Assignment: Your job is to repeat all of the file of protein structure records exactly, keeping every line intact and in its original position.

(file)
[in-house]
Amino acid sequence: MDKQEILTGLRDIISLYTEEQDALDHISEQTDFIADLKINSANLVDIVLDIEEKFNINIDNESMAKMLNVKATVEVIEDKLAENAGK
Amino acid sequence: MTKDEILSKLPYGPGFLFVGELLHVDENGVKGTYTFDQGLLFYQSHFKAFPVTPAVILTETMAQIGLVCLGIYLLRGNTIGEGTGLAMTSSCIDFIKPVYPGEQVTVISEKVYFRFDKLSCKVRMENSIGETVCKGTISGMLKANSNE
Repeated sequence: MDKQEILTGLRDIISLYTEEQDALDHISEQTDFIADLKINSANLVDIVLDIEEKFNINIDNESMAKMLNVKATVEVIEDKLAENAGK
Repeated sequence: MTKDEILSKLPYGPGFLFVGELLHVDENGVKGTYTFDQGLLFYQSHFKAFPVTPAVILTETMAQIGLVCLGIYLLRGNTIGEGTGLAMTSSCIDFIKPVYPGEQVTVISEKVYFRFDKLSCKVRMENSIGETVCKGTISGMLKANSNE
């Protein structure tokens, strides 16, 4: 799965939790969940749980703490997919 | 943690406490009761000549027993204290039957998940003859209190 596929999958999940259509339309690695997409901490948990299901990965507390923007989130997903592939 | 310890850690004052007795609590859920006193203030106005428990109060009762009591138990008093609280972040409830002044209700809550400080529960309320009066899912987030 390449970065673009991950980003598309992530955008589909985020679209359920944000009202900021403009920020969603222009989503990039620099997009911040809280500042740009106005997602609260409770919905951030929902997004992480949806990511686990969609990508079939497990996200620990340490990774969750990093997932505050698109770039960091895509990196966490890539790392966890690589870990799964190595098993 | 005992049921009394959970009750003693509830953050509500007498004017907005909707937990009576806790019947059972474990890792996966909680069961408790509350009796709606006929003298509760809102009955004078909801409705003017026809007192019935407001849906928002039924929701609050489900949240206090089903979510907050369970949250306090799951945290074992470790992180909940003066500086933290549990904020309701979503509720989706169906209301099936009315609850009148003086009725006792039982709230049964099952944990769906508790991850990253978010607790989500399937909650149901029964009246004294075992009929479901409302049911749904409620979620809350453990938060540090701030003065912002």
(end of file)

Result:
[in-house]
Amino acid sequence: MDKQEILTGLRDIISLYTEEQDALDHISEQTDFIADLKINSANLVDIVLDIEEKFNINIDNESMAKMLNVKATVEVIEDKLAENAGK
Amino acid sequence: MTKDEILSKLPYGPGFLFVGELLHVDENGVKGTYTFDQGLLFYQSHFKAFPVTPAVILTETMAQIGLVCLGIYLLRGNTIGEGTGLAMTSSCIDFIKPVYPGEQVTVISEKVYFRFDKLSCKVRMENSIGETVCKGTISGMLKANSNE
Repeated sequence: MDKQEILTGLRDIISLYTEEQDALDHISEQTDFIADLKINSANLVDIVLDIEEKFNINIDNESMAKMLNVKATVEVIEDKLAENAGK
Repeated sequence: MTKDEILSKLPYGPGFLFVGELLHVDENGVKGTYTFDQGLLFYQSHFKAFPVTPAVILTETMAQIGLVCLGIYLLRGNTIGEGTGLAMTSSCIDFIKPVYPGEQVTVISEKVYFRFDKLSCKVRMENSIGETVCKGTISGMLKANSNE
């Protein structure tokens, strides 16, 4: 799965939790969940749980703490997919 | 943690406490009761000549027993204290039957998940003859209190 596929999958999940259509339309690695997409901490948990299901990965507390923007989130997903592939 | 310890850690004052007795609590859920006193203030106005428990109060009762009591138990008093609280972040409830002044209700809550400080529960309320009066899912987030 390449970065673009991950980003598309992530955008589909985020679209359920944000009202900021403009920020969603222009989503990039620099997009911040809280500042740009106005997602609260409770919905951030929902997004992480949806990511686990969609990508079939497990996200620990340490990774969750990093997932505050698109770039960091895509990196966490890539790392966890690589870990799964190595098993 | 005992049921009394959970009750003693509830953050509500007498004017907005909707937990009576806790019947059972474990890792996966909680069961408790509350009796709606006929003298509760809102009955004078909801409705003017026809007192019935407001849906928002039924929701609050489900949240206090089903979510907050369970949250306090799951945290074992470790992180909940003066500086933290549990904020309701979503509720989706169906209301099936009315609850009148003086009725006792039982709230049964099952944990769906508790991850990253978010607790989500399937909650149901029964009246004294075992009929479901409302049911749904409620979620809350453990938060540090701030003065912002």